KANSAS CITY   Although Russia’s invasion of Ukraine has rocked equity and many commodity markets, the impact on sugar so far has been minimal. But that doesn’t mean the sugar market won’t be affected indirectly as the war continues.

Speakers at the International Sweetener Colloquium Feb. 27-March 2 gave bullish price forecasts for most ingredients used by food manufacturers. Forecasts for 2022-23 sugar prices, while down modestly from current spot prices, still were historically strong and possibly indicated a new price “plateau” for refined sugar values.

Although Ukraine suspended exports of sugar (with several other commodities) last week, it is not a significant sugar trader. The International Sugar Organization in its latest quarterly update estimated Ukraine’s 2021-22 sugar production at 1,450,000 tonnes, consumption at 1,150,000 tonnes, imports at 40,000 tonnes, exports at 3,000 tonnes and ending stocks at 1,342,000 tonnes. Russia’s production was forecast at 5,700,000 tonnes, consumption at 5,780,000 tonnes, imports and exports both at 100,000 tonnes and ending stocks at 1,958,000 tonnes.

In contrast, the United States is expected to import about 2,760,592 tonnes (3,043,000 tons) of sugar in 2021-22 and export 31,752 tonnes (35,000 tons), according to the latest US Department of Agriculture forecast.

The crisis in Ukraine isn’t about sugar or any commodity really. It’s about a nation’s freedom. But on the commodity side, the greatest impact to date has been on wheat and crude oil prices as the Russia and Ukraine combined supply about 29% of the global wheat market, and Russia is the second largest exporter of crude oil after Saudi Arabia.

Fourteen-year highs in crude oil prices are expected to be one of the indirect impacts on sugar values. As energy prices rise, demand for sugar-based ethanol (mainly in Brazil) could increase and leave less sugar for export. Brazil, the world’s largest sugar producer and exporter, uses about 55% of its cane production to make ethanol and about 45% for sugar, most of which is exported. Brazil’s state-run energy company Petrobras had resisted raising fuel prices until March 10 when it announced a 19% increase in gasoline and a 25% increase in diesel fuel prices. New York world raw sugar futures moved higher in response to the news.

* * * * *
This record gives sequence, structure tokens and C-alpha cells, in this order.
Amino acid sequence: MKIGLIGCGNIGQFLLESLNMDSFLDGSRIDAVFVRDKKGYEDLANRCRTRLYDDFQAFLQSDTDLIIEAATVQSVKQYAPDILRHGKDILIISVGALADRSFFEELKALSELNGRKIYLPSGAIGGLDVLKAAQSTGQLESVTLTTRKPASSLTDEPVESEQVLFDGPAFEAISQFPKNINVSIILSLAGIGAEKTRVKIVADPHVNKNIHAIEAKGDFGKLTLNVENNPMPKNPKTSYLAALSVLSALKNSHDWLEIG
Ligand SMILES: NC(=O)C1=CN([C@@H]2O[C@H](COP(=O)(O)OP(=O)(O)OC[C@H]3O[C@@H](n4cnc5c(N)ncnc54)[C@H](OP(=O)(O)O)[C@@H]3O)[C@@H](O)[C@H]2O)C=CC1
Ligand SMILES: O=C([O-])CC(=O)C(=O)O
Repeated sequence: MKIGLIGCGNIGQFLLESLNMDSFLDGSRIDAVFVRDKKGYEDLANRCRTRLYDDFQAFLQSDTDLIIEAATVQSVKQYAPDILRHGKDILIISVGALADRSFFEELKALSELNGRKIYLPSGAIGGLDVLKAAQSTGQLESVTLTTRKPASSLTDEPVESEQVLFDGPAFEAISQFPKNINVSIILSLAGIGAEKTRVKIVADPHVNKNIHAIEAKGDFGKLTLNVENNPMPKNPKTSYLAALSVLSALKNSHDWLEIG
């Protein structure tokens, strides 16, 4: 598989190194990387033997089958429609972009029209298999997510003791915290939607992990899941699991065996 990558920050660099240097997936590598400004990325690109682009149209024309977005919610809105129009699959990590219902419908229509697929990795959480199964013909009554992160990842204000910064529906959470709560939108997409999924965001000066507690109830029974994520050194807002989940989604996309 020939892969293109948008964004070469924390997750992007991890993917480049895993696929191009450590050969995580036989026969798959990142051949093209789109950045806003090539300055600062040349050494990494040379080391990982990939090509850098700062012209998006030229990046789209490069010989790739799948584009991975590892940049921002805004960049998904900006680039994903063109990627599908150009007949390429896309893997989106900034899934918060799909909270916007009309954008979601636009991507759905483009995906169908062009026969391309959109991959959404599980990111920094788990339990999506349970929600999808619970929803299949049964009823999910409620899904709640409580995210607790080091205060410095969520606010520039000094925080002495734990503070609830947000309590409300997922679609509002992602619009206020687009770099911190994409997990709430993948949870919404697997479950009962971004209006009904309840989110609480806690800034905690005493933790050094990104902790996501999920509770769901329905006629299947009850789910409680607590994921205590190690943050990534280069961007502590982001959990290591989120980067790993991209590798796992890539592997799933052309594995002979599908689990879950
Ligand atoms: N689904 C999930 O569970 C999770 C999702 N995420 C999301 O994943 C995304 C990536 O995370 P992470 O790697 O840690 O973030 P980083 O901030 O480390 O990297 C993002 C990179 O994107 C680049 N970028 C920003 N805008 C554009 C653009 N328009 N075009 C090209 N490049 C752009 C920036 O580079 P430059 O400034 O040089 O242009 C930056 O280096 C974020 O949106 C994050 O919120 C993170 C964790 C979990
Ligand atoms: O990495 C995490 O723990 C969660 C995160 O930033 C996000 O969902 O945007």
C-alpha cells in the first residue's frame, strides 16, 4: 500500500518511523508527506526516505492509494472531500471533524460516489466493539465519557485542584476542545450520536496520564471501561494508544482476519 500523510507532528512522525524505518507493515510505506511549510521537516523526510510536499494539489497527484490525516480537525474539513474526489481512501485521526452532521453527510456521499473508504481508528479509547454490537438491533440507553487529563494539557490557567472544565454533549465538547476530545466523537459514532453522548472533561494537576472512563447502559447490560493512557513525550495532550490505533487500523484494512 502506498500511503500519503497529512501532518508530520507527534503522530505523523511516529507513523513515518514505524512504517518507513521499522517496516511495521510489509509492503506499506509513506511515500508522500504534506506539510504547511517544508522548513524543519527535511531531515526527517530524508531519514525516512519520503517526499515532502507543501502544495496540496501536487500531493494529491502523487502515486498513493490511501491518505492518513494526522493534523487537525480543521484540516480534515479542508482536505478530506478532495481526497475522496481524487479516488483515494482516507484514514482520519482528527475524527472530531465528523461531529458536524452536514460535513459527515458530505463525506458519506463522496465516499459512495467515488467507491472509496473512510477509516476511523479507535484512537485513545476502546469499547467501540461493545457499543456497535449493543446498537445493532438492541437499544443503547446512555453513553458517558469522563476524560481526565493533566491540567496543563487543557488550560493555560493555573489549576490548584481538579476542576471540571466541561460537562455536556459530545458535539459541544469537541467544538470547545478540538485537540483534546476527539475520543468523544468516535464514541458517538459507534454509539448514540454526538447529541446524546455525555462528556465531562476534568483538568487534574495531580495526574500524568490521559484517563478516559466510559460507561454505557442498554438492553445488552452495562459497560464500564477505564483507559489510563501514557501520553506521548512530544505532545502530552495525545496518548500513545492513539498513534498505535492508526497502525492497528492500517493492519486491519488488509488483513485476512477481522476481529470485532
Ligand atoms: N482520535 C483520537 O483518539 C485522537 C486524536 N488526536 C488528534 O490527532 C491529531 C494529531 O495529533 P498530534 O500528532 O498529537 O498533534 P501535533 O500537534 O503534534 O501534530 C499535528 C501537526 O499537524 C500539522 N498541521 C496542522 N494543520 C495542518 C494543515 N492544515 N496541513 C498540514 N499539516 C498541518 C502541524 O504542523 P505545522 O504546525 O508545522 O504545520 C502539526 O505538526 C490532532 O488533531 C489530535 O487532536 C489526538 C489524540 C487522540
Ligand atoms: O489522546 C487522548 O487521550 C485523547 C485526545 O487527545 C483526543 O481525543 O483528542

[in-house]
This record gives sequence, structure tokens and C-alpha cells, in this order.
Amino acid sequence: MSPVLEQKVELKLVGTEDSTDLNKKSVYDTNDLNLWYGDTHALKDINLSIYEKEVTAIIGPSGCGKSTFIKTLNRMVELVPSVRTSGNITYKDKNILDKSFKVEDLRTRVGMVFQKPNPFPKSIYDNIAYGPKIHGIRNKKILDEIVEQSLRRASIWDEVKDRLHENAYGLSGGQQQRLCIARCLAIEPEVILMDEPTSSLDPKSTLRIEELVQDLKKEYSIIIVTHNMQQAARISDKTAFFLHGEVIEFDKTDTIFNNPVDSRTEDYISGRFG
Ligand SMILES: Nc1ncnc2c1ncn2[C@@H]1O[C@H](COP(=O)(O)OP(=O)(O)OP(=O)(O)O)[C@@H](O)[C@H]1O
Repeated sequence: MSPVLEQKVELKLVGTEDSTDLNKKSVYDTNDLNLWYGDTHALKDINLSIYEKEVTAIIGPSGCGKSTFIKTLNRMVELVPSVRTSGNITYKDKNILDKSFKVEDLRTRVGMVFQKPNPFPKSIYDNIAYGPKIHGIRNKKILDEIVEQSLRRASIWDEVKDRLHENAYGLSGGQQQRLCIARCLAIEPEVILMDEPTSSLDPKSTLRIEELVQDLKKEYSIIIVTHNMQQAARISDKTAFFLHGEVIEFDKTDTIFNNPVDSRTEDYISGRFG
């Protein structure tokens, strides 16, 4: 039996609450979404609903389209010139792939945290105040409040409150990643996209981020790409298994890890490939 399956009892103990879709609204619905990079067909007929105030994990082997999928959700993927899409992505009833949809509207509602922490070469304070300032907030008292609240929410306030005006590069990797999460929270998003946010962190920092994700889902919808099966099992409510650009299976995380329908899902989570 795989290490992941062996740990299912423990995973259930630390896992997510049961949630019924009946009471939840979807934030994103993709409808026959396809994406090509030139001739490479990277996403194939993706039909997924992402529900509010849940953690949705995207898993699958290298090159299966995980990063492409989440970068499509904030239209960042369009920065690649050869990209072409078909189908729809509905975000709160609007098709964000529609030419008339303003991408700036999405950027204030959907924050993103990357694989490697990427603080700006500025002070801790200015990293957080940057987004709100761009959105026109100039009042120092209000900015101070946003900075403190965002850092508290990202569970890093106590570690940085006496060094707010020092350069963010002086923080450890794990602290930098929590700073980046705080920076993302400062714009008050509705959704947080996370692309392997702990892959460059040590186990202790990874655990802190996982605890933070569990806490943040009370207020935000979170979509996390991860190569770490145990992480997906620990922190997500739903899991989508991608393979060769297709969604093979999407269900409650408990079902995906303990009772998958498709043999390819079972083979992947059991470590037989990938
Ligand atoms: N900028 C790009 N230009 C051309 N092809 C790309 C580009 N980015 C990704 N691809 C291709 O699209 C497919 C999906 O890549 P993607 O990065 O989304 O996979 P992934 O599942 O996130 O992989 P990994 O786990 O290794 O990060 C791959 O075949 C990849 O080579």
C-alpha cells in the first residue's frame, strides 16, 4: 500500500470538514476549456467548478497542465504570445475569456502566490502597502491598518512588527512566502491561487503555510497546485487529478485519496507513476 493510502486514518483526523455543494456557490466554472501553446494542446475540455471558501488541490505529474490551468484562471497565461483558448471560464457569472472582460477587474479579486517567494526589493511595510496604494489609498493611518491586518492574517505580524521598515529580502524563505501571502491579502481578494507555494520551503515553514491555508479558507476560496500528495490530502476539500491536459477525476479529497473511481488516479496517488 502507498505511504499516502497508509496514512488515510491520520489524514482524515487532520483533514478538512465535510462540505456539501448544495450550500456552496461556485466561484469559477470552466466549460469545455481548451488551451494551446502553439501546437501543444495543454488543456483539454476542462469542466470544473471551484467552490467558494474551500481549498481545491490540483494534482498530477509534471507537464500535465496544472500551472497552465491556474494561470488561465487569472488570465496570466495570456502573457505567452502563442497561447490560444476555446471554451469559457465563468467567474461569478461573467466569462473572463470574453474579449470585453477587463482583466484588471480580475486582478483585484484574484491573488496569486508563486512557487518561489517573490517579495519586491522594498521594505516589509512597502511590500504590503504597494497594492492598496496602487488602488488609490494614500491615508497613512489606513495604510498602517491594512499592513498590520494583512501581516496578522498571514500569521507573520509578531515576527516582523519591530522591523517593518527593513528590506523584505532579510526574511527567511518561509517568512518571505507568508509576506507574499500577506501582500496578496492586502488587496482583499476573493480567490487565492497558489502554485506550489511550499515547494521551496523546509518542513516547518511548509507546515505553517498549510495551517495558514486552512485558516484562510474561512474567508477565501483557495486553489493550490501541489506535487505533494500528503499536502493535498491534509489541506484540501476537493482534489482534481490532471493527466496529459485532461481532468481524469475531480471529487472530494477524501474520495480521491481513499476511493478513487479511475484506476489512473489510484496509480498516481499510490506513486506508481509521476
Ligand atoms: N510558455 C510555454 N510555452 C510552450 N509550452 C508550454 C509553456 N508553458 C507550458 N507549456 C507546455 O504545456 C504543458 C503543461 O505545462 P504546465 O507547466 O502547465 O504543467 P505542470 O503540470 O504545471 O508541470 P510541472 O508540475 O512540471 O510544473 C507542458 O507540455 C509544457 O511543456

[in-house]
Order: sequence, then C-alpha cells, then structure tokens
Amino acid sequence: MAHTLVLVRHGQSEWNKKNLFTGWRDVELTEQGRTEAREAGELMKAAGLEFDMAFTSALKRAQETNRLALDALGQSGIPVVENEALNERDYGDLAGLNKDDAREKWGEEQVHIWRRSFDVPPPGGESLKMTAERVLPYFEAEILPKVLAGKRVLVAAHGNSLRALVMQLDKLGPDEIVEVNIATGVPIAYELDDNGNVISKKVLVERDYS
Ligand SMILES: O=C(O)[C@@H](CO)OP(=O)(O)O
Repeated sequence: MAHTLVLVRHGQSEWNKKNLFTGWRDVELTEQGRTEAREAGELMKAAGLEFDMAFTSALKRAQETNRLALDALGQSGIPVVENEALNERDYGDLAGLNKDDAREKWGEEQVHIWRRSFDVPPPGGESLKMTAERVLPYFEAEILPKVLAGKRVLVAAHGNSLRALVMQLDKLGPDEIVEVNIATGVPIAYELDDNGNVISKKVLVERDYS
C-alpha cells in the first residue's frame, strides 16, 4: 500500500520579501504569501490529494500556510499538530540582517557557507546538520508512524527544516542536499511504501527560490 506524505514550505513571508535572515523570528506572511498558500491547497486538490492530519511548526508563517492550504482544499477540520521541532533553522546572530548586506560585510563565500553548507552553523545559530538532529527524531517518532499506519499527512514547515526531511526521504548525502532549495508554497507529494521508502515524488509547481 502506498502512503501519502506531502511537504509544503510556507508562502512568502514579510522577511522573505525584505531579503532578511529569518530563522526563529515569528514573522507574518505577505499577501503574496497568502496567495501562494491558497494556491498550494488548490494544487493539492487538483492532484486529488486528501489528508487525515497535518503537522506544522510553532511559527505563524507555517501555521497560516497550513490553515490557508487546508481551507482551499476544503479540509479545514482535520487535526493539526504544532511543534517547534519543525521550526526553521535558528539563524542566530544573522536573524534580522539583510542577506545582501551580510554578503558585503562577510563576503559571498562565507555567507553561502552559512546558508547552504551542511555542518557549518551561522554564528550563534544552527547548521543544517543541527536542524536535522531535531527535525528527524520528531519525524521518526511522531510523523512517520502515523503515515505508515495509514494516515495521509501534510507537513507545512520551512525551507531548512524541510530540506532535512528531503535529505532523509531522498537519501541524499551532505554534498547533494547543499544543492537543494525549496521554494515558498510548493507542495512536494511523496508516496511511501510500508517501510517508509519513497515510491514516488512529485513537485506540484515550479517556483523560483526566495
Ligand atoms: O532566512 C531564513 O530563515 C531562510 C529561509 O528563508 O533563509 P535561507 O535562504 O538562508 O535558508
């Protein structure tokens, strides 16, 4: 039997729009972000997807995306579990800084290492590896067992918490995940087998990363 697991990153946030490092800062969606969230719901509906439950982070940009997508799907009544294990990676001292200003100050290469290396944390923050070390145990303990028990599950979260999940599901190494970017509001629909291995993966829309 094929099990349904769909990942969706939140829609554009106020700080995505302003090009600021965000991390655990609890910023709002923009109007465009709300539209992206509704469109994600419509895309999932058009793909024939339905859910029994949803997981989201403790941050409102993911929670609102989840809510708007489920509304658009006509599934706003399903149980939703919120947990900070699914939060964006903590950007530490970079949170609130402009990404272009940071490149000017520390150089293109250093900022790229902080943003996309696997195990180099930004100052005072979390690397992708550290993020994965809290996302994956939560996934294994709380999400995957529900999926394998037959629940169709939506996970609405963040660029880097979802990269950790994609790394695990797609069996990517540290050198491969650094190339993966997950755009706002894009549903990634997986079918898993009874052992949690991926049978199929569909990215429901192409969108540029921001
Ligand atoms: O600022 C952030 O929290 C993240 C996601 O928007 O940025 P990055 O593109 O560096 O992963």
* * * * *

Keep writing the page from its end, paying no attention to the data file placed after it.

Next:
The “energy effect” also could impact US corn and soybean prices as about 35% of US corn is used to make ethanol and over 40% of US soybean oil is used for biodiesel or renewable diesel.

But US sugar users also have other concerns. The largest user of sugar in the United States is the baking sector, taking about 23% of annual deliveries (followed closely by wholesale grocers, jobbers and dealers at about 22%), according to USDA data. The third largest using sector is retail grocers at 13%.

The baking sector currently is dealing with record, or near record wheat prices, which have soared because of the Russia-Ukraine war as those two countries account for about 29% of global exports and those supplies have been disrupted as many Black Sea export terminals are closed.

Another large sugar-using sector, dairy (about 7% of sugar deliveries), is dealing with multi-year highs in many dairy products with little relief expected until the second half of the year.

While the bullish price forecasts for sugar and other key ingredients didn’t necessarily shell-shock attendees at the colloquium, they certainly woke up any who thought or hoped prices would be coming down any time soon. Discussions for 2022-23 sugar coverage were active on the sidelines of the colloquium. For many, sugar isn’t the ingredient used in the largest quantity, so they may want to lock in those prices even if not to their liking so they can focus on more volatile ingredients like flour, edible oils (soybean oil futures recently set record highs), dairy and others.

The USDA in its March 9 World Agricultural Supply and Demand Estimates report tightened from February its forecast of 2021-22 sugar supplies by lowering production slightly and boosting deliveries for human use. At least one beet sugar processor raised its spot sugar price offers and indicated an increase in 2022-23 prices may occur shortly.

At its recent Agricultural Outlook Forum the USDA forecast US sugar output in 2022-23 (from the beet crop still to be planted and harvested and the cane crop to be harvested mostly in 2022) at 9,212,000 tons, down 2.4% from record-high output of 9,384,000 tons in 2021-22. That would suggest further tightening of supplies in 2022-23, although import levels are adjusted by the government to maintain an adequate sugar supply, even if prices are higher than users hoped to see.